Nearly 50 years after the assassination of JFK, the situations surrounding his traumatic death remain one of the most studied events in American history.
The new movie "Parkland" brings the somber day of Nov. 22, 1963, to the Dallas hospital where Kennedy took his final breaths. Most of the film is shot as an emergency-room docudrama, as actors Zac Efron, Marcia Gay Harden, and Colin Hanks play key roles in trying to save the president's life.
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In the ensuing days, when Kennedy's alleged assassin Lee Harvey Oswald is also shot, the doctors must go to work again.
The movie, which opened in limited release on Friday, also stars Paul Giamatti as Abraham Zapruder, the man whose 8 millimeter home movie of Kennedy being shot has become one the most studied pieces of footage in history.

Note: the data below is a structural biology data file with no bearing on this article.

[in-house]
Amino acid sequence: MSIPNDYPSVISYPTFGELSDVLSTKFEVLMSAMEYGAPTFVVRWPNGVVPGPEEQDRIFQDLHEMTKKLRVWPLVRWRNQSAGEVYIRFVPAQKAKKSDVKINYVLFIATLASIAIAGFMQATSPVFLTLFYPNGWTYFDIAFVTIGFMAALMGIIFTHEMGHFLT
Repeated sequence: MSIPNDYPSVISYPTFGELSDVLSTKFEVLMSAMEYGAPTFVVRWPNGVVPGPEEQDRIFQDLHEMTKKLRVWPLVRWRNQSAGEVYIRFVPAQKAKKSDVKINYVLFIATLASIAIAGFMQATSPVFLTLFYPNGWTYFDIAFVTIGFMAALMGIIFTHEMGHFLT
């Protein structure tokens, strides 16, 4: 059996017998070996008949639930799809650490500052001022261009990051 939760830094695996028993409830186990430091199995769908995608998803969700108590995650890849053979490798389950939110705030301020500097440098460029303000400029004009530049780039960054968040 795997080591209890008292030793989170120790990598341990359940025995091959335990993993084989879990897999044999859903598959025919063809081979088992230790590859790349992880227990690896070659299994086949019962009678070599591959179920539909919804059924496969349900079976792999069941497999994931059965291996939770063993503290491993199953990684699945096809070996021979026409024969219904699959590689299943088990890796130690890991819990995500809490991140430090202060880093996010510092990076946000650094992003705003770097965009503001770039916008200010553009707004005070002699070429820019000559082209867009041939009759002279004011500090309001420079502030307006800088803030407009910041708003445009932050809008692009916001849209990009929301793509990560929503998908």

"He's this kind of inadvertent witness of the whole thing that I think he felt guilty about filming this thing, witnessing it the way he did," Giamatti told reporters recently at the Toronto Film Festival, according to The Associated Press
. "He felt shame and guilt and things like that. You weren't supposed to see this and he made everybody see it."
Zapruder's film is brought to light through the Secret Service investigation, which is shown in the movie, as they rush around the city to find someone to process the Dealey Plaza footage.
Billy Bob Thornton, James Badge Dale, and Ron Livingston are also featured in "Parkland."
The movie, which runs an hour and 33 minutes, has received lukewarm reviews.
"Awkward, incoherent and plodding, 'Parkland' doubles back on the assassination of President John F. Kennedy with the aim of presenting that awful event through the eyes of ancillary players whose lives it touched — and, in some cases, wrecked," wrote NPR's Ella Taylor
. "Somehow, all this commotion adds up to aimless inertia, in part because the movie lacks a point of view — let alone anything fresh to propose about the assassination or its peripheral players."
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